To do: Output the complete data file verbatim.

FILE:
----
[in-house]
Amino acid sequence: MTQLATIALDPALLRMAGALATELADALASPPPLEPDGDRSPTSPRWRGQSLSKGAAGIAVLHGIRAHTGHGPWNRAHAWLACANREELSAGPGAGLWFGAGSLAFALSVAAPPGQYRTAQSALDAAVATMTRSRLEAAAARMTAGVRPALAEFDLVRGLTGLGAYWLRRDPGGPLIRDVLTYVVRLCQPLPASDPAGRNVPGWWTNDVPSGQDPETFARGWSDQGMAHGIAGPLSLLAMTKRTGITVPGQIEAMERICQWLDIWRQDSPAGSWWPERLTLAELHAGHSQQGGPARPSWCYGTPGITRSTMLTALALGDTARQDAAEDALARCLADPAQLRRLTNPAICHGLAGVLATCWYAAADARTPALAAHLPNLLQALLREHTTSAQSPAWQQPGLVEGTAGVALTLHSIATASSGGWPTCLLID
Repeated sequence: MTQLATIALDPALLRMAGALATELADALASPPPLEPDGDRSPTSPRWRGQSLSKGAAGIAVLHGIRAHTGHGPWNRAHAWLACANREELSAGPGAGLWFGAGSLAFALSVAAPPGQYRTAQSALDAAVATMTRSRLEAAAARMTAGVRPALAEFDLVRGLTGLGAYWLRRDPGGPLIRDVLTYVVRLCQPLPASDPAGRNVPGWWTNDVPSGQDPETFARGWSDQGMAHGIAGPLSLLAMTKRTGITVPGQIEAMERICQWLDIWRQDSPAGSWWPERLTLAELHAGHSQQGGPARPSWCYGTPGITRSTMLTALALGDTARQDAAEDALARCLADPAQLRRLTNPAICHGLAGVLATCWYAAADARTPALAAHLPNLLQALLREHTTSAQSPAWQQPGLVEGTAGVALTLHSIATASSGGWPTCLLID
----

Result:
[in-house]
Amino acid sequence: MTQLATIALDPALLRMAGALATELADALASPPPLEPDGDRSPTSPRWRGQSLSKGAAGIAVLHGIRAHTGHGPWNRAHAWLACANREELSAGPGAGLWFGAGSLAFALSVAAPPGQYRTAQSALDAAVATMTRSRLEAAAARMTAGVRPALAEFDLVRGLTGLGAYWLRRDPGGPLIRDVLTYVVRLCQPLPASDPAGRNVPGWWTNDVPSGQDPETFARGWSDQGMAHGIAGPLSLLAMTKRTGITVPGQIEAMERICQWLDIWRQDSPAGSWWPERLTLAELHAGHSQQGGPARPSWCYGTPGITRSTMLTALALGDTARQDAAEDALARCLADPAQLRRLTNPAICHGLAGVLATCWYAAADARTPALAAHLPNLLQALLREHTTSAQSPAWQQPGLVEGTAGVALTLHSIATASSGGWPTCLLID
Repeated sequence: MTQLATIALDPALLRMAGALATELADALASPPPLEPDGDRSPTSPRWRGQSLSKGAAGIAVLHGIRAHTGHGPWNRAHAWLACANREELSAGPGAGLWFGAGSLAFALSVAAPPGQYRTAQSALDAAVATMTRSRLEAAAARMTAGVRPALAEFDLVRGLTGLGAYWLRRDPGGPLIRDVLTYVVRLCQPLPASDPAGRNVPGWWTNDVPSGQDPETFARGWSDQGMAHGIAGPLSLLAMTKRTGITVPGQIEAMERICQWLDIWRQDSPAGSWWPERLTLAELHAGHSQQGGPARPSWCYGTPGITRSTMLTALALGDTARQDAAEDALARCLADPAQLRRLTNPAICHGLAGVLATCWYAAADARTPALAAHLPNLLQALLREHTTSAQSPAWQQPGLVEGTAGVALTLHSIATASSGGWPTCLLID